Early on in my outdoor education, as I was learning to rappel, someone very wise once told me that “your habits will betray you.” Specifically, they were emphasizing the importance of always tying knots in the ends of my rope before rappelling. Every year people die rappelling off the ends of their rope, so having knots in the end of the rope can save your life. By tying knots in the ends of my rope every single time I rappel, it becomes a habit. That way, if I’m on a multi-pitch rappel at the end of a long day, with a storm rolling in I don’t have to think about it, I just do it automatically.* If I don’t build the habit, it would be easy to forget in a stressful situation.
* habits are not perfect – always double and triple check your systems!
Habits, such as tying knots in the ends of the rope before rappelling, are a type of procedural memory. “Procedural memory is a part of the long-term memory that is responsible for knowing how to do things, also known as motor skills. As the name implies, procedural memory stores information on how to perform certain procedures, such as walking, talking and riding a bike. Delving into something in your procedural memory does not involve conscious thought.” (source: https://www.livescience.com/43595-procedural-memory.html) The bottom line here is that once something is stored in our procedural memory, we don’t have to think about how to do it – we just do it. Have you ever driven yourself home, and arrived with no recollection of the journey? That’s an example of procedural memory at work.
Creating procedural memories of safety or rescue systems helps us perform in stressful situations. Instead of having to think through the steps, we perform them automatically. An important caveat here is that procedural memories are resistant to change – as we all know, it’s much harder to break or change a habit than it is to create one in the first place.
Beyond the safety implications, habits have a huge impact on performance.
It’s easy to see how our habitual movement patterns affect performance. The expert climber seems to float effortlessly up the wall. Without thinking about it, she carefully places her feet in exactly the right position on the wall. After years of consciously placing her feet precisely, it has become automatic and she can focus her attention on other aspects of her climbing.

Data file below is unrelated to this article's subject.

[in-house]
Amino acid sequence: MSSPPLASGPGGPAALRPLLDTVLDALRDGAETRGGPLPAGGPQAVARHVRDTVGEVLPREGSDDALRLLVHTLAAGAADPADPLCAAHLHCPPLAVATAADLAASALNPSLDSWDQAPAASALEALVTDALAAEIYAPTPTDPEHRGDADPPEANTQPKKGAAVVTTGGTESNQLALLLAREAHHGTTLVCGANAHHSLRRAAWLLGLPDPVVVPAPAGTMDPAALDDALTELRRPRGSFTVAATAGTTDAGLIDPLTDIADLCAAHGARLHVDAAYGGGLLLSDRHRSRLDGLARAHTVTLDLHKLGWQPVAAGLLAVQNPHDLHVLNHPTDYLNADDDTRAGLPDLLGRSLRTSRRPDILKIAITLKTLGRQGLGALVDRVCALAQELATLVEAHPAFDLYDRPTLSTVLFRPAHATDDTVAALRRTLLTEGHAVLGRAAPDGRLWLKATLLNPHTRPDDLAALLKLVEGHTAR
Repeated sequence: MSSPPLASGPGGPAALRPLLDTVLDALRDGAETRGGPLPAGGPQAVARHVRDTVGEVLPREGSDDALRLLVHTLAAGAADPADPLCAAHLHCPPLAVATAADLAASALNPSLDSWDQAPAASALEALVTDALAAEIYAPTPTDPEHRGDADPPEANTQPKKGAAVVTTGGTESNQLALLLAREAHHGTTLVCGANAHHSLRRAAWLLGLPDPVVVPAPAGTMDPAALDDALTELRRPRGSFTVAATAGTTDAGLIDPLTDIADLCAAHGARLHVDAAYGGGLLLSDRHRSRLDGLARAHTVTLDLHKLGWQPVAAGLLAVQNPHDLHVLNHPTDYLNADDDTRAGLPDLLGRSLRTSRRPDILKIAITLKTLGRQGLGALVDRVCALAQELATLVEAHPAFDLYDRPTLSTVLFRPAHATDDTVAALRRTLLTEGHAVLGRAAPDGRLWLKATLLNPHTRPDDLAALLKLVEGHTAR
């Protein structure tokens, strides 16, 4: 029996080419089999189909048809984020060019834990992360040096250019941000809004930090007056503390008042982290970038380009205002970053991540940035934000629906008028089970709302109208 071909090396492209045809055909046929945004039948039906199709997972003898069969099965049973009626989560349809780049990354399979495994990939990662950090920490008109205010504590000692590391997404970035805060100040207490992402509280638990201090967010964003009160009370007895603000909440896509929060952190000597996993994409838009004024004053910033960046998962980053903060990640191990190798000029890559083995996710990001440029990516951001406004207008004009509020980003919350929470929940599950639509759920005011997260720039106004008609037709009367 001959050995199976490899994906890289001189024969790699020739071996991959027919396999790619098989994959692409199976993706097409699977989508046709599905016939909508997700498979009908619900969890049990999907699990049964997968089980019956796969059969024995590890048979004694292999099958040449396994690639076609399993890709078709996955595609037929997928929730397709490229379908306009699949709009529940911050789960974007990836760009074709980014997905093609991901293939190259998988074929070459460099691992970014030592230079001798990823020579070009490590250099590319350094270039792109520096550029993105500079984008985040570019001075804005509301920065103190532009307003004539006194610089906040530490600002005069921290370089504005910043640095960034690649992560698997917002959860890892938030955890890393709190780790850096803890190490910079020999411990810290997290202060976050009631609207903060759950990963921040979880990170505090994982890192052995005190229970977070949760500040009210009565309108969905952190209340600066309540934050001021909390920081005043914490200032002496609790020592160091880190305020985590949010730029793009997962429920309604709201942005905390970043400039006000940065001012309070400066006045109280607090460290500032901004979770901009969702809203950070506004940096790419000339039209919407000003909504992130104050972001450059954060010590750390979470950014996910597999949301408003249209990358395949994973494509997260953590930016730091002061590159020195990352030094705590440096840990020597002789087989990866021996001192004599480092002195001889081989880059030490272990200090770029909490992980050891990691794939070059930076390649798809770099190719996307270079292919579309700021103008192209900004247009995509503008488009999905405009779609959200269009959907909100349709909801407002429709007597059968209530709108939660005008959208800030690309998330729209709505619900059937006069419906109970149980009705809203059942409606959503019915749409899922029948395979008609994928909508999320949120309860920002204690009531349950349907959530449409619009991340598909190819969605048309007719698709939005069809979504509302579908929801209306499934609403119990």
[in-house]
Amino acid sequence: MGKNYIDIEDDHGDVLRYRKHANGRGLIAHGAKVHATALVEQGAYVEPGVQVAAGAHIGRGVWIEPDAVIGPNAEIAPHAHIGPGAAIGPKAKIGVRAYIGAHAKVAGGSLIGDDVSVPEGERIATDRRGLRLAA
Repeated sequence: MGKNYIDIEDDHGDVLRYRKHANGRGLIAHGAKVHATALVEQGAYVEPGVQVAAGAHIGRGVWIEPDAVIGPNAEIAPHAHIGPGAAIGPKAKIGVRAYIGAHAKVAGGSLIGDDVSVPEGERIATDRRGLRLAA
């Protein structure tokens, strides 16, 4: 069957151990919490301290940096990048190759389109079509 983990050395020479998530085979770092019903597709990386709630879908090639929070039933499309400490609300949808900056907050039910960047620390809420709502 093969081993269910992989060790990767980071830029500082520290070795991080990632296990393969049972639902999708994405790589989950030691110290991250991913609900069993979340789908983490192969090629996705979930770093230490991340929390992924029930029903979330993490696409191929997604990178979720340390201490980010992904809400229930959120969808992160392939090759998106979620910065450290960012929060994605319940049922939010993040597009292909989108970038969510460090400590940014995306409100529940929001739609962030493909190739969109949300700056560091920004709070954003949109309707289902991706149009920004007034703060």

More fascinating (to me at least) are our mental habits. I’m using the term mental habits to refer to both our thought patterns and our emotional reactions. Let’s talk about thought patterns first.
Have you ever actually stopped to listen to yourself think? I don’t know about you, but there is usually a lot going on inside my head, and it is often the same thoughts over and over again. Here’s where it gets interesting: when you think the same thing over and over again, you start to believe it. And when you believe something, you start behaving in a manner that supports your belief. For example, if you believe that you can’t climb overhanging routes because you are “not strong enough” you are not going to try as hard. Rather than admit to yourself that you fell because you didn’t try very hard, you might tell yourself something like “the route felt hard for the grade because it wasn’t my style.” The takeaway is that our thought patterns matter.
It can be strange to think of our emotional reactions as a habit, but indeed they can be! If we experience a particular emotion in a particular scenario often enough, we begin to associate that scenario with that emotion. For many climbers, leading is scary. It definitely was for me at first. Rather than continue to climb routes where I felt scared on lead, I sought out really easy routes where I felt confident. Gradually, I began to associate leading with feeling confident and could start pushing my limits. Sometime I push to far and get scared. That’s ok. However, rather than follow up a scary lead with another tough lead, I try to follow it up with a few easier leads to regain that sense of confidence. It’s still a work in progress, but for the most part I feel relaxed and confident on lead. I hope that over time I continue to strengthen the association between leading and feeling confident.
Enough of my musings for today. What are you most curious about?